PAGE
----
Writing Description: Close up, Medium, or Long Shot?

Writing description comes easily to some and not so much to others. If you struggle with writing description, or even if you just want a fresh new way to approach it, consider viewing your descriptive passages as a filmmaker would.

I think of description in my writing the same way I think of framing shots when I’m writing or shooting a film. When we apply some basic framing principles to fiction writing, we can approach our descriptive sections with a lot more clarity.

For example, do I want a description of a character to be a CU (close up), a MS (medium shot), or a LS (long shot)? Each of these will create a different mood in and connection with the reader.

Think about how each of these feels to you when you’re watching a film. A close up puts us in the character’s personal space. It’s intimate. It forces the viewer to experience the character’s immediate emotional circumstance or the immediate effects (as the receiver) of that circumstance.

A medium shot still gives an up-close-and-personal experience, but it isn’t as immediate as the close up, and sometimes this is preferred if we want the viewer/reader to have a strong affinity with the character and his emotional world but also have a little more objectivity than he might have.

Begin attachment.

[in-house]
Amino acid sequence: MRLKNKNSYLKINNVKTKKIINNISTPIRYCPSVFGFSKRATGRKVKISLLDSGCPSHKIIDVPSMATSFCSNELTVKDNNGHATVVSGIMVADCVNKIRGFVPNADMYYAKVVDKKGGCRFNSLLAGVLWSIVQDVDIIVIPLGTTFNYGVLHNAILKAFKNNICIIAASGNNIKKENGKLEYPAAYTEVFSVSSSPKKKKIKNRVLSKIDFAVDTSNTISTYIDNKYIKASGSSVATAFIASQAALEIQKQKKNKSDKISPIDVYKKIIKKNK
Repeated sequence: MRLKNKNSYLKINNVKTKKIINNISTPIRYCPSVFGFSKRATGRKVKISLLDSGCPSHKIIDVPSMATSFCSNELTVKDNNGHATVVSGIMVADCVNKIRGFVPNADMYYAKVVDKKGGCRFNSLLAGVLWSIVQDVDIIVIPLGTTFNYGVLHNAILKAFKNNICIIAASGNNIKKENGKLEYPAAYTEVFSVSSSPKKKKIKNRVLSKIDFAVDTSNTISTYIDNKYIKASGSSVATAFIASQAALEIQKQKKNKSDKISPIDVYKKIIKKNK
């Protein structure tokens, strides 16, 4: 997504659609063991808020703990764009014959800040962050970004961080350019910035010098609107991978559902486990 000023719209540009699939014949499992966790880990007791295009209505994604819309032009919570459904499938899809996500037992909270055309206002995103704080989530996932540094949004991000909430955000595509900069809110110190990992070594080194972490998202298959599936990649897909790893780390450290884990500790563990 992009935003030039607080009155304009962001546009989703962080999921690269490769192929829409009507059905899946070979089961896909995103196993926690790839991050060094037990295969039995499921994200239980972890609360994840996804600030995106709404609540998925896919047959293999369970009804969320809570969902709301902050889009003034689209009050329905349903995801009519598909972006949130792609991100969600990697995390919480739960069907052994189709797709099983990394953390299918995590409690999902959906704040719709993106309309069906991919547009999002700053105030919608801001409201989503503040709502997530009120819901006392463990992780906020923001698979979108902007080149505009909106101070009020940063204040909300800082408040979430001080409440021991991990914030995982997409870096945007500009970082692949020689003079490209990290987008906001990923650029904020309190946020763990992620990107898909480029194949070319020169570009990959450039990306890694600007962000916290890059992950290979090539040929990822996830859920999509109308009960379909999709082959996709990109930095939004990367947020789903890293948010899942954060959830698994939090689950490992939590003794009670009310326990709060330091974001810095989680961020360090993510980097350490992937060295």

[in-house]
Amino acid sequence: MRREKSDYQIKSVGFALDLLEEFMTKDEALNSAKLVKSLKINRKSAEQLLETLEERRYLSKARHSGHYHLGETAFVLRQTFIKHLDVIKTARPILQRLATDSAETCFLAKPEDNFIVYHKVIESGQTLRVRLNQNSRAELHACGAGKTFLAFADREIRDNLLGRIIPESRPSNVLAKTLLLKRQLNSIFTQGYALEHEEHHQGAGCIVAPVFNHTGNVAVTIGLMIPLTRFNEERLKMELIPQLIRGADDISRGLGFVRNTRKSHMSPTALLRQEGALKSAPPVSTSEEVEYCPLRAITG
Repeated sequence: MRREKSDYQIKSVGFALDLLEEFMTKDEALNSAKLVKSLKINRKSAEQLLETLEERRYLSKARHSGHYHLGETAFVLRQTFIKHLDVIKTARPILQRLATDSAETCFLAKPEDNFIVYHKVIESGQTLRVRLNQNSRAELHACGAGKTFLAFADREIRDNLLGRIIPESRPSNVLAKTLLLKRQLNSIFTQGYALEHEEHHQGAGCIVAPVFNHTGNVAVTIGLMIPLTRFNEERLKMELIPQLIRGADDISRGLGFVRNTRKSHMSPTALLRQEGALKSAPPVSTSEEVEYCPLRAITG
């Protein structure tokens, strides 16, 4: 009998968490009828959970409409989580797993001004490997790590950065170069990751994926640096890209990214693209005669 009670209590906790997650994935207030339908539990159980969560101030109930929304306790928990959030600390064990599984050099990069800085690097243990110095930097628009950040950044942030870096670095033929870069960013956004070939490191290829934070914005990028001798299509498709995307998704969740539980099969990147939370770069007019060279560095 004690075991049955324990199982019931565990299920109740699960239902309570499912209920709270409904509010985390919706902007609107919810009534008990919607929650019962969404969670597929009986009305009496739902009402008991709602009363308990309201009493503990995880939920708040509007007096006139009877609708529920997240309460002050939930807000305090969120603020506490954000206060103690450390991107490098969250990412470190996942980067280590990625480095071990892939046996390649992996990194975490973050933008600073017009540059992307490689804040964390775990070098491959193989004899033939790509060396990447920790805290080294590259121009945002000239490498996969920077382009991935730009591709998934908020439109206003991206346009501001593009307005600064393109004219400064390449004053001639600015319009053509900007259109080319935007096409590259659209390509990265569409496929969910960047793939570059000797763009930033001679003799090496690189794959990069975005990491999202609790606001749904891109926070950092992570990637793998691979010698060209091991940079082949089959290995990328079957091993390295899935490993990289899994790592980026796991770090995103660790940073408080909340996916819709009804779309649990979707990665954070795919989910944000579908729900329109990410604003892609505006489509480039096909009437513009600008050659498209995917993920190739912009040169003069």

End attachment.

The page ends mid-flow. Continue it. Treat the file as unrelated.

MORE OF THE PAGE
image credit: broadway.com

image credit: broadway.com

And a long shot gives us a full view of the character and his or her surroundings, which can also inform the reader and create mood and emotion. It’s more distant and can even be voyeuristic, depending on how it’s presented.

image credit: filmcomment.com

image credit: filmcomment.com

Try this exercise.

Pick something or someone to describe, then write three separate descriptions of your chosen object, as:

a close up

a medium shot

a long shot


Try it, and let me know how it goes.

In fact, share what you come up with in the comments below!

Sending you mad writing mojo…